A rule quickly gaining traction in the tennis world is “no-ad scoring,” which eliminates serving advantages.
Many tennis fans have mixed feelings about this method, arguing that while it opens the game up to chance, it regulates the pace of the match and almost guarantees a conclusion within two hours. This is billed as a benefit for players, since every game is finished within nine points, and a positive change for spectators, since they can plan their day around a match. However, what proponents of no-ad scoring downplay is the effect on players’ perseverance and strategy, both of which are crucial to success on the court.
Tennis scoring is almost always a source of confusion for non-players. The system is fraught with exceptions and bizarre conventions. For example, you have to win each set by two games – unless it is six-all, in which case you have to play to at least seven points, switching sides every six points played. And bear in mind that the person who serves first only serves once before each player trades off serving two at a time.
This may seem like madness, but there is a rhyme to the reason. In fact, each seemingly minor regulation, exception, and convention was designed with a single goal in mind: to eliminate chance from the game.
As tennis evolved, it became clear that a number of factors outside a player’s control could influence the outcome of the match. Rules were developed to minimize the effect of those factors, ensuring neither player would benefit from outside factors alone. Players had to develop strategies to thrive regardless of the prevailing conditions. Their skills had to be holistic and adaptable in order to withstand outside influences.
Perhaps the most famous element of tennis scoring is the “win by two” requirement. Unlike most sports, where clinching the last point is grounds for an ESPN special, tennis requires each player to win two points in a row to solidify their lead.
However, no-ad scoring adds chance back into the mix of factors with which players must compete. Now a single error, whether from an inopportune divot in the court, a gust of wind before a second-serve toss, or the occasional bird winging over the court, can cost players games, sets—even matches. We all know someone who has lost a pivotal game due to the chance as a result of no-ad scoring. Many of us have been that person.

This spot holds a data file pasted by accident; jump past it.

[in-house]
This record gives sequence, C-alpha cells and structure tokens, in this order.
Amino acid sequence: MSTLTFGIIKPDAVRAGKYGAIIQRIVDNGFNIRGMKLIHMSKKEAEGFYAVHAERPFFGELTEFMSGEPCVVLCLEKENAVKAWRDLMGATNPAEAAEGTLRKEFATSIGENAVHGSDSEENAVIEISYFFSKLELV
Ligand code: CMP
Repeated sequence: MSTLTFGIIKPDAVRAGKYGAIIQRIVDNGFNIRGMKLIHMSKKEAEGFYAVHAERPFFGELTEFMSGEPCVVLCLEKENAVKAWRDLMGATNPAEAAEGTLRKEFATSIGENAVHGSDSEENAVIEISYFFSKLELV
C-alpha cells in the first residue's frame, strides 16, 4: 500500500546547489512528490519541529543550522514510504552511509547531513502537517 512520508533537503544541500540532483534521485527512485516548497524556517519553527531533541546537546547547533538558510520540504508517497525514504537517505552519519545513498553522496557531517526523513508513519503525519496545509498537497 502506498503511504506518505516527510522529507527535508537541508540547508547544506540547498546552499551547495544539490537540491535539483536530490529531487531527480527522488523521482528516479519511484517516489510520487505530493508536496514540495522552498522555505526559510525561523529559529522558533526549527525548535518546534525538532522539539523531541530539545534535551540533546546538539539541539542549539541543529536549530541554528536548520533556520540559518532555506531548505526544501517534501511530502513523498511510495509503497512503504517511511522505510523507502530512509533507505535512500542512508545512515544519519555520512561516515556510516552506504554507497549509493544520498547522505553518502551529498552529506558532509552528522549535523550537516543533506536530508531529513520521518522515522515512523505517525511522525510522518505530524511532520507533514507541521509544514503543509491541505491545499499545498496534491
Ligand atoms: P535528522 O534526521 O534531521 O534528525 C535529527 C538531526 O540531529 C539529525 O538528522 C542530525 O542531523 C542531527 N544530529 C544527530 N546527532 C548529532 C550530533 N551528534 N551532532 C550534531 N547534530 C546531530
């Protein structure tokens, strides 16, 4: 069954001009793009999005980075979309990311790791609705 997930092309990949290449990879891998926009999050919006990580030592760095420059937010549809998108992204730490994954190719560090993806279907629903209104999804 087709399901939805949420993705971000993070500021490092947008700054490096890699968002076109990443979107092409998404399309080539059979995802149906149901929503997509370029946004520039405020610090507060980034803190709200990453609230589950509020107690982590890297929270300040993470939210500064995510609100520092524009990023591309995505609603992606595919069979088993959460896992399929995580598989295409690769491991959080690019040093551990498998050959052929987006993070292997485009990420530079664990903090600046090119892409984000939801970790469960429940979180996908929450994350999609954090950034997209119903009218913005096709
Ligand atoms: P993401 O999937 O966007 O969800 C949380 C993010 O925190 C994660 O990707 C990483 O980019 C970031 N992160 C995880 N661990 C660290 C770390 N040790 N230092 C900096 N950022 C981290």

No-ad scoring also has unintended effects on player strategy. For example, knowing that a tied game might depend on the next shot, a normally aggressive player might opt for a conservative approach to keep the ball in play. No-ad scoring encourages this approach: there are no ESPN highlights, because no one wants to take a risk, and players shy away from trying new strategies that might shift the balance of power for the rest of the match. Adding chance doesn’t merely change the rules; it fundamentally alters how the game is played.
Of course, it can be refreshing for the audience to know when a match will finish. And there is an argument to be made on behalf of college and high school coaches, who might have to pay for courts by the hour.
Still, too many times strategically strong players have lost matches because of a few lucky shots from their opponents. No-ad scoring dampens the air, encouraging conservative play at the expense of more vibrant strategies and rewarding players for luck. Beyond this, it’s important to recognize that players aspiring to become pros might be disappointed to learn that the tactics they developed and trained with during their early careers are now irrelevant in the ATP or WTA.
In short, without ads, tennis is no longer tennis.
From fans, to coaches, to pros, the tennis world needs to have a frank discussion about no-ad scoring. Although there are benefits to spectators and school programs, tennis should be first and foremost about the players. When these athletes are out on the court, there should be no doubt that the winner was the better sportsman: someone who played cleverly, read their opponent, and pursued a range of strategies to achieve their goal. With no-ad scoring, there’s not a player in the world who can guarantee that will be the case.
Chris Sabaitis is the founder and CEO of AceSpace, an app that connects tennis players with courts across the country. A former member of the varsity team at Columbia University, Chris continues to get on the court every weekend. Reach out to him at email@example.com.